We didn’t imagine, on setting out on our hiking tour through Romania in 2001,
that we would be led to found the US-registered charity Romania Animal Rescue (RAR)
as a result We found the conditions of the animals we met, particularly the
street dogs, so atrocious that we knew something had to be done to help them.
Galati, eastern Romania
RAR now works in the city of Galati, offering a free spay/neuter service to
all dogs and cats in the city, as well as feeding the dogs at the city pound. We
work with veterinarians who have been trained in pain-free procedures by
organizations such as London’s Mayhew Animal Home and the Humane Society of the
United States. Our goal is to humanely control the population of the homeless
animals which are currently left to starve and suffer on the streets in every
Romanian city, or are poisoned to control their numbers.
The oppressive dictatorship of Nicholae Ceaucescu is behind the unique
situation in Romania. While in power, Ceaucescu tore down many farms and
villages, forcing farmers to migrate to the cities to work in industrial
factories. The housing provided by the government for these workers did not
apply to their dogs – so the dogs were left on the streets to multiply. We are
still dealing with the consequences of this programme which began in 1967. These
animals are the victims of horrible circumstance – whose only fault is being
born in Romania.
I hope you will choose to help Romania Animal Rescue or one of the other
wonderful charities we have faith in that are working in cities such as
Bucharest, Arad, and Cluj.
Here are their stories:
Bucharest, suburb of the Popesti-Leordeni
Hi there! We are a Romanian Animal Protection Charity, set up by Roxana
Macoviciuc and Carmen Milobendzchi in October 2002, specifically dedicated to
promote care for animals and to develop a respect for all life. We are
co-founders and volunteer managers. We have jobs: Carmen is an architect and
Roxi an economist, and all our free time is dedicated to fulfil the
In May 2003 we began to build a shelter according to city planning
regulations on an area of land near the Bucharest ring-road, in the
Popesti-Leordeni suburbs. We managed to acquire all the technical
recommendations and authorisations. Even though it is not yet built, through a
lack of money, we have finished one large enclosure and three smaller ones, so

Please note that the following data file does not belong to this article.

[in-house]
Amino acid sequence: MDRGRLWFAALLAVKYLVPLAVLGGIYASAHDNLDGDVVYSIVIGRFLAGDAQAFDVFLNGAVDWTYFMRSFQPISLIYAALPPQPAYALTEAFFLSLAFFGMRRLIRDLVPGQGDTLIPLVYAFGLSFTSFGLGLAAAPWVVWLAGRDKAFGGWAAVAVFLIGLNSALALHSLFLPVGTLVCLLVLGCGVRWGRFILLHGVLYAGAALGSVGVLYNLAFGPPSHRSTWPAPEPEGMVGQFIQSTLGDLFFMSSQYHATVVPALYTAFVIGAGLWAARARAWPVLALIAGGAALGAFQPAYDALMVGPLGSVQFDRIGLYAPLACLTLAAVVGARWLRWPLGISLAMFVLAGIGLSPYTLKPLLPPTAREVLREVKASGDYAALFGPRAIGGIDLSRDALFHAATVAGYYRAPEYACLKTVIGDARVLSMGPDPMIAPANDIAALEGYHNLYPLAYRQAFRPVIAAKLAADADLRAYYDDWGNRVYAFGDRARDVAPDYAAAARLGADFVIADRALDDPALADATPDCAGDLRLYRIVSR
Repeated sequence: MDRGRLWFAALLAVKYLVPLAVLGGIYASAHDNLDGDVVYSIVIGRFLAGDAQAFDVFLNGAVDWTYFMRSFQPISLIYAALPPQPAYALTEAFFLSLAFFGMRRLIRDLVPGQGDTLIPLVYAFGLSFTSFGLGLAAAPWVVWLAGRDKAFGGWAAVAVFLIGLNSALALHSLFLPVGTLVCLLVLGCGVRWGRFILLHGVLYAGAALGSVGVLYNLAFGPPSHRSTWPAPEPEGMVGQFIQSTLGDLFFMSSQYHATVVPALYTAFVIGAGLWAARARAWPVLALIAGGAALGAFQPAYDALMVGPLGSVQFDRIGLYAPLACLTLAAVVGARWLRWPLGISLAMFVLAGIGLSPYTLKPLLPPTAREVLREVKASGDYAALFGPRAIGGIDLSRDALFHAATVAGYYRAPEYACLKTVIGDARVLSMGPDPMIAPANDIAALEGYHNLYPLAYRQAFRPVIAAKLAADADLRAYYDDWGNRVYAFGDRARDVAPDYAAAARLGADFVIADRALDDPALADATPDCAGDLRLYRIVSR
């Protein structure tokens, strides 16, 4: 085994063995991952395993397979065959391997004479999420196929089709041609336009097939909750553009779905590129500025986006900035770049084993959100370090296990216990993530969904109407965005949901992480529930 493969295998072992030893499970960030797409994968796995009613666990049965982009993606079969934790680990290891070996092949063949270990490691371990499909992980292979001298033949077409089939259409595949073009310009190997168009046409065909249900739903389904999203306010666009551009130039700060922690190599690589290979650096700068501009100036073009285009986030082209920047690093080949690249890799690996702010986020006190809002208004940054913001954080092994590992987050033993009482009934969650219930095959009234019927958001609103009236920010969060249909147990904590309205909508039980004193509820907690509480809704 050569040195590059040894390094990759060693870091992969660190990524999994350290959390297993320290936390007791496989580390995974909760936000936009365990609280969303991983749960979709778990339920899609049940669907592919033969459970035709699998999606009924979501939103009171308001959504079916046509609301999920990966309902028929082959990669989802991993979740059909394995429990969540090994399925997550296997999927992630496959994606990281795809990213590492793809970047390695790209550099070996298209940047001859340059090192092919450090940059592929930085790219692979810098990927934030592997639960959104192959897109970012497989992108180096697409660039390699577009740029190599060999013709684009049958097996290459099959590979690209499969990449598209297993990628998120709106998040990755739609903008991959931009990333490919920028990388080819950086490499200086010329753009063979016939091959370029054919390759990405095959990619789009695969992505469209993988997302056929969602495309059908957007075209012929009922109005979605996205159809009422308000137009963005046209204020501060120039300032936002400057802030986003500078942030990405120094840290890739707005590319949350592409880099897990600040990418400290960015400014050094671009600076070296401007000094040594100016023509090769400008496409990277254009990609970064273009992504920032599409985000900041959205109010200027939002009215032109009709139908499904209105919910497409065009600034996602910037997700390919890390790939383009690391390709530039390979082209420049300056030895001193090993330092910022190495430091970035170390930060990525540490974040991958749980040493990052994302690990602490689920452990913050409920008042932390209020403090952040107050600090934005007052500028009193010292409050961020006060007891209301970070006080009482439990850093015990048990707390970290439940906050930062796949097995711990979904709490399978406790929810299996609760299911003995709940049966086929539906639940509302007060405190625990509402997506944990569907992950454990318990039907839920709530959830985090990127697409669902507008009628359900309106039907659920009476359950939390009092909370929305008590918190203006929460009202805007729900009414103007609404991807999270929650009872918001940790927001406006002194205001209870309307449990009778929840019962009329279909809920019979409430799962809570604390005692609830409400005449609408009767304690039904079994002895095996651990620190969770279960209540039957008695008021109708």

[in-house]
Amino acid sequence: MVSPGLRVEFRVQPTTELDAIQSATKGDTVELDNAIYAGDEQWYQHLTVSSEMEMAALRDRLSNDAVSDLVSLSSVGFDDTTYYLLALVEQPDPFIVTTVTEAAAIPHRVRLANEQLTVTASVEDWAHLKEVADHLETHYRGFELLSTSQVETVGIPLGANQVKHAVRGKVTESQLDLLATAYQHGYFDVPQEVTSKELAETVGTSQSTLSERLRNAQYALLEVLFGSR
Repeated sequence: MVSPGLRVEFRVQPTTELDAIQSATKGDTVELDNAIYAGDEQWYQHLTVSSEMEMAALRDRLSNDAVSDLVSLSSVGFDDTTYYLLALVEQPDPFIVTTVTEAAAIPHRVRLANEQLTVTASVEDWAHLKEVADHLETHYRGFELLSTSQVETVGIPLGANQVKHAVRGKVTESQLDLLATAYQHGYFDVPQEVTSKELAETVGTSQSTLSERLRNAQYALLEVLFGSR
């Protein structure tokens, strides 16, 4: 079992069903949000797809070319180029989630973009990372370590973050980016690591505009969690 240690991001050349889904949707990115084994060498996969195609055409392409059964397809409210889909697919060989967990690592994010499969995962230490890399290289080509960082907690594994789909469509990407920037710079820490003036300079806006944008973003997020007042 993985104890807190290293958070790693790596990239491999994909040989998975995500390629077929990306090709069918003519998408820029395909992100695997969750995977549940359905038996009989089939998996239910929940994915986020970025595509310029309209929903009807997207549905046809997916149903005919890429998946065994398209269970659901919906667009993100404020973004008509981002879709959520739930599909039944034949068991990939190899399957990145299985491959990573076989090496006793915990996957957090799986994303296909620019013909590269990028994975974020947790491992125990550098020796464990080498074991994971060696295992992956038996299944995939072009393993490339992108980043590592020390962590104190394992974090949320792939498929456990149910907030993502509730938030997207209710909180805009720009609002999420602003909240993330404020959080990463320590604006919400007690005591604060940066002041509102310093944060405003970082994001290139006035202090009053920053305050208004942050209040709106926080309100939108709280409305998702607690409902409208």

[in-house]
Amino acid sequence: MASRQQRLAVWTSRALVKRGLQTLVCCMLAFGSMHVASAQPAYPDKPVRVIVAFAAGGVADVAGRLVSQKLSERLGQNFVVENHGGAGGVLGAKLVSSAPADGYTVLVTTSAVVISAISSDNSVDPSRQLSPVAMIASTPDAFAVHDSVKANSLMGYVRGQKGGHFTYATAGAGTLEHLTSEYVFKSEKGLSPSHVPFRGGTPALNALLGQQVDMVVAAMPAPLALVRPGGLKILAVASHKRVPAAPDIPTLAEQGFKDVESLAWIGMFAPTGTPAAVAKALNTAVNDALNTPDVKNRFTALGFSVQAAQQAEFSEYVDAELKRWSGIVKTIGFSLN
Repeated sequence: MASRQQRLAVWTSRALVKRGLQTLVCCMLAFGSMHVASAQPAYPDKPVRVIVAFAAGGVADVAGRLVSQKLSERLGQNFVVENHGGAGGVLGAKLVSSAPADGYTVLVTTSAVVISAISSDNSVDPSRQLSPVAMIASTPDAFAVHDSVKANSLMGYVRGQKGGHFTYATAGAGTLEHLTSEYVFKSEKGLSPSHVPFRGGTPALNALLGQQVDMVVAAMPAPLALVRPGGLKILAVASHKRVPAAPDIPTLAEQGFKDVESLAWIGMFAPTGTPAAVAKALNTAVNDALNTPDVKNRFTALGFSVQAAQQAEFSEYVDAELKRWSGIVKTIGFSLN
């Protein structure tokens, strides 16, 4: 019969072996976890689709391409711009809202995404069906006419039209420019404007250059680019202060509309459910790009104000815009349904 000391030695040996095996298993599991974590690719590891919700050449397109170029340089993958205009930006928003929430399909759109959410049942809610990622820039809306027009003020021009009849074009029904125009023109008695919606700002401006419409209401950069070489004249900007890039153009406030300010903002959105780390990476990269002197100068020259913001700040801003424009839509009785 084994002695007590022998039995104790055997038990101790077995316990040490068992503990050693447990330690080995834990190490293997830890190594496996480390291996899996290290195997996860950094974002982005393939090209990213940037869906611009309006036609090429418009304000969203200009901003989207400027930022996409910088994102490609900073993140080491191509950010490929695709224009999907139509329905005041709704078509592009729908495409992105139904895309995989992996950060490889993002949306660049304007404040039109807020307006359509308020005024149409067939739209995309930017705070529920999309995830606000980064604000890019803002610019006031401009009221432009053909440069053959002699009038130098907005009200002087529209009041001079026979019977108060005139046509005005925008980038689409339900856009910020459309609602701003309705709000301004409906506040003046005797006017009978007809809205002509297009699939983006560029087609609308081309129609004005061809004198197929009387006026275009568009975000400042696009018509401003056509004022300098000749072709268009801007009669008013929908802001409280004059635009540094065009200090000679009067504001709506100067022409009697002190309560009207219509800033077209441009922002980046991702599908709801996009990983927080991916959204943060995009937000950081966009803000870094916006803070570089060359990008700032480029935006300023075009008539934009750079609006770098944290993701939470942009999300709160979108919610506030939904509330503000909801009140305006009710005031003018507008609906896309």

we can accommodate about 200 dogs. They all are sterilised, deparasited,
dewormed, and vaccinated, and are waiting to be rehomed. They are very
We are also building a cattery, and already have 70 cats, sterilised and
awaiting adoption. We are running a ‘Trap-Neuter-Return’ (TNR) programme, for
500 dogs each year; also we take care of and vaccinate the dogs and cats of the
suburb. For all these we need support. We are very grateful for the ones who
have already helped us and we wish to continue together to finish and to
maintain what we have started.
We hope that more people will see what we are doing and what we intend to
realise, and we hope they’ll trust in us and will join our projects by helping
as volunteers or offering financial support for the project to which they feel
closest. In 2004 we signed a protocol with the Townhall of Popesti-Leordeni for
TNR for cats and dogs. After two years they saw that we were making progress and
asked us to co-operate with them in solving the problem of strays in the town.
Now, for 2007, we decided to improve this programme with an educational one, so
that one of our volunteers goes into schools and kindergartens to give
illustrated talks on the welfare of companion animals.
Roxana Macoviciuc and Carmen Milobendzchi
Arad, western Romania
Animed Arad is the only animal welfare charity in Arad. The city has a
population of 200,000, and most of them have at least a dog or a cat. Animed
Arad offers free medical assistance and a spay/neuter service for stray and
feral cats and dogs. We also assist animals with human companions on low
incomes. So far we have rescued almost 1,000 animals, rehomed almost 600 and
spayed/neutered almost 1,000 cats and dogs. We are about to build the first and
only veterinary suite for stray animals in our county. Besides other conferences
and training programmes I have attended throughout Europe and the USA, I have
been trained by Dogs’ Trust (in Evesham and London) in 2004 and by The Mayhew
Animal Home in March 2007 (in London). We have an entire list of respectable
charities both in UK and USA which can provide a recommendation if needed.
Detailed records and information can be found on our website:
www.animed.ro [Editor’s note: this is a
really great website – highly recommended!] Please contact me for any
questions that you might have.
Founder of Animed Arad.
Clui, north-west Romania
Cluj-Napoca used to have a fairly small number of strays, compared with other
Romanian cities; unfortunately, the numbers lately seem to have gone up. At the
moment Apppa Nuca has two on-going programmes: ‘I am not a stray’ – where we are
trying to find temporary foster homes for strays, offering financial and medical
assistance to people who agree to keep the animals until a proper adoption is
finalised; and ‘Be humane’, a programme focusing on putting a stop to the
violence and maltreatment of animals. We will be launching a major publicity
campaign to spay/neuter/adopt strays and a mass sterilisation procedure for
strays and pets. Also, we are trying to get the city’s authorities to turn the
pound into a civilised shelter and to help them advertise it as the first place
to turn to when you’re willing to adopt an animal.
Romania Animal Rescue, Inc.
8000 Morgan Territory Rd,
Livermore, CA 94550, USA
US charity number: 72-1546354.